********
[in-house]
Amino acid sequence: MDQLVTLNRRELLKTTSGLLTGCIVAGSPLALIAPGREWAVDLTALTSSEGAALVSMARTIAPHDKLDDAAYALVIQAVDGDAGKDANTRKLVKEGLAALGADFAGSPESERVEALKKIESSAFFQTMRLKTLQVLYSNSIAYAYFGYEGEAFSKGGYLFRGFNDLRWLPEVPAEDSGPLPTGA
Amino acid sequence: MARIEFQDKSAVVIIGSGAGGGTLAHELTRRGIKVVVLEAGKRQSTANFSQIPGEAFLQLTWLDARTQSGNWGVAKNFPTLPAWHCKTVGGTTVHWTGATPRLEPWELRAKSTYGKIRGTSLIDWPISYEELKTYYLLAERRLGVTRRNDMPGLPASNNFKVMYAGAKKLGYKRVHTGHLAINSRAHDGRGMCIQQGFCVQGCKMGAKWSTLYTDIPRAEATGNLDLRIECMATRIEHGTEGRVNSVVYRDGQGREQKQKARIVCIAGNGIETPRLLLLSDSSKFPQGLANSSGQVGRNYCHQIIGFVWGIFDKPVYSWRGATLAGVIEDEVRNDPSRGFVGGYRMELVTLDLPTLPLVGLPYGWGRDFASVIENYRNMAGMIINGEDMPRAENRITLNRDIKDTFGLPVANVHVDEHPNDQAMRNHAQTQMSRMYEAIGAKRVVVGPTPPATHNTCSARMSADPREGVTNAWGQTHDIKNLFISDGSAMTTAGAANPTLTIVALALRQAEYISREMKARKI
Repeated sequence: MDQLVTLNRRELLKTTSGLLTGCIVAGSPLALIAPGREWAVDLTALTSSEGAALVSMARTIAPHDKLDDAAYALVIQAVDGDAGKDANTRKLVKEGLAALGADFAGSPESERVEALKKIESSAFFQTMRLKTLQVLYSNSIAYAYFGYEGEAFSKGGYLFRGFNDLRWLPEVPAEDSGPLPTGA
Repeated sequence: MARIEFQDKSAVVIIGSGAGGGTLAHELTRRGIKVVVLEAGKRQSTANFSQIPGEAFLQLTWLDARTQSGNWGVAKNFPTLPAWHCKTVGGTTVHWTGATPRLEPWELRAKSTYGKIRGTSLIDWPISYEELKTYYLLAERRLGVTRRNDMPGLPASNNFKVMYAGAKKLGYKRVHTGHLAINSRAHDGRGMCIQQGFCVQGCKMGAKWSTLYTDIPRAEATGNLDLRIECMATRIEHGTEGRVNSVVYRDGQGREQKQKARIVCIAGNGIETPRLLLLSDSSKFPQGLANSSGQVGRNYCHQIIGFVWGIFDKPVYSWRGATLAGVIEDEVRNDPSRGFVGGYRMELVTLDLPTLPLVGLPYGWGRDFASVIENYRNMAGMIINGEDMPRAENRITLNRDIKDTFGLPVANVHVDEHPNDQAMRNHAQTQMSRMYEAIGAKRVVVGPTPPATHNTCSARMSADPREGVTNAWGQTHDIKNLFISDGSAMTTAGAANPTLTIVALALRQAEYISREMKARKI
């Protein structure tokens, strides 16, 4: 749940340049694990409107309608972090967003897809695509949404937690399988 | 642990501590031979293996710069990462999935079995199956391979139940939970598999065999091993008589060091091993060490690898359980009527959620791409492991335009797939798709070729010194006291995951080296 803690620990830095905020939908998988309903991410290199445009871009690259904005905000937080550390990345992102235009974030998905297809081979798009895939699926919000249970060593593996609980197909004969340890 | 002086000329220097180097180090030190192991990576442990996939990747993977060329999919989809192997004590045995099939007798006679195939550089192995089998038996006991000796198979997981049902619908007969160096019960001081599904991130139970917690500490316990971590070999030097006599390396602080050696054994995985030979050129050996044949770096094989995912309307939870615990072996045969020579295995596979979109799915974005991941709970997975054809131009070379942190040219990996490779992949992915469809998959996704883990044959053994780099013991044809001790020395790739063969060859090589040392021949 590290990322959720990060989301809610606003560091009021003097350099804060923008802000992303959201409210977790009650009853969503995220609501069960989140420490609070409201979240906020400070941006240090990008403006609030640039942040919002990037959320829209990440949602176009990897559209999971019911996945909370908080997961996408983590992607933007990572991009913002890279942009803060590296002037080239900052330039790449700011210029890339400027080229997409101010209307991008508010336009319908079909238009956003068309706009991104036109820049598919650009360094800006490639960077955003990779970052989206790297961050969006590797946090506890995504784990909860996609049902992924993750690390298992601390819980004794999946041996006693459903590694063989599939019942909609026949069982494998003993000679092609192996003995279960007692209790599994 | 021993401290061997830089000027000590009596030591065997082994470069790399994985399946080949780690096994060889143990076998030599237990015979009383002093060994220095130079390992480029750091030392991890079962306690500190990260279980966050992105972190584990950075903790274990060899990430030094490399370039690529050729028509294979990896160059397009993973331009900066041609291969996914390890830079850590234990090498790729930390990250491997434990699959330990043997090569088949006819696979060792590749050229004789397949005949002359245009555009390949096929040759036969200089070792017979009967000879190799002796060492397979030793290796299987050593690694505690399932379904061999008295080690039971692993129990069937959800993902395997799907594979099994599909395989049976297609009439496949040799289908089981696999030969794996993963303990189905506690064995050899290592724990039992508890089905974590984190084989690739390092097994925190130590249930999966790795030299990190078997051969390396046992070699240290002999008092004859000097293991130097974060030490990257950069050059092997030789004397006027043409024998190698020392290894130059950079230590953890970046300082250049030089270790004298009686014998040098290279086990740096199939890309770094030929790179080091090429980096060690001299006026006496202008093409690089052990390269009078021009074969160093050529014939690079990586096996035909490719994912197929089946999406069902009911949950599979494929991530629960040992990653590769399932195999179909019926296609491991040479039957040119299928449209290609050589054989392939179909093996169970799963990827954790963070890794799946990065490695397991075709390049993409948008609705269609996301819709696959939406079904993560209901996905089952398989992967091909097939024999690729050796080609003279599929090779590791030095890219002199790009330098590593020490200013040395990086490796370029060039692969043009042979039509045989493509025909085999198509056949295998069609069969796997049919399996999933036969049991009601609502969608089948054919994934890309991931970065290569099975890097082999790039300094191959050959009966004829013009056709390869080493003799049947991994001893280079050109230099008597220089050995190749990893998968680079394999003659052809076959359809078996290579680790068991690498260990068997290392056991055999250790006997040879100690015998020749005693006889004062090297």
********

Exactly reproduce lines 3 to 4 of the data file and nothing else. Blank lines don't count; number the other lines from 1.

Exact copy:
Amino acid sequence: MARIEFQDKSAVVIIGSGAGGGTLAHELTRRGIKVVVLEAGKRQSTANFSQIPGEAFLQLTWLDARTQSGNWGVAKNFPTLPAWHCKTVGGTTVHWTGATPRLEPWELRAKSTYGKIRGTSLIDWPISYEELKTYYLLAERRLGVTRRNDMPGLPASNNFKVMYAGAKKLGYKRVHTGHLAINSRAHDGRGMCIQQGFCVQGCKMGAKWSTLYTDIPRAEATGNLDLRIECMATRIEHGTEGRVNSVVYRDGQGREQKQKARIVCIAGNGIETPRLLLLSDSSKFPQGLANSSGQVGRNYCHQIIGFVWGIFDKPVYSWRGATLAGVIEDEVRNDPSRGFVGGYRMELVTLDLPTLPLVGLPYGWGRDFASVIENYRNMAGMIINGEDMPRAENRITLNRDIKDTFGLPVANVHVDEHPNDQAMRNHAQTQMSRMYEAIGAKRVVVGPTPPATHNTCSARMSADPREGVTNAWGQTHDIKNLFISDGSAMTTAGAANPTLTIVALALRQAEYISREMKARKI
Repeated sequence: MDQLVTLNRRELLKTTSGLLTGCIVAGSPLALIAPGREWAVDLTALTSSEGAALVSMARTIAPHDKLDDAAYALVIQAVDGDAGKDANTRKLVKEGLAALGADFAGSPESERVEALKKIESSAFFQTMRLKTLQVLYSNSIAYAYFGYEGEAFSKGGYLFRGFNDLRWLPEVPAEDSGPLPTGA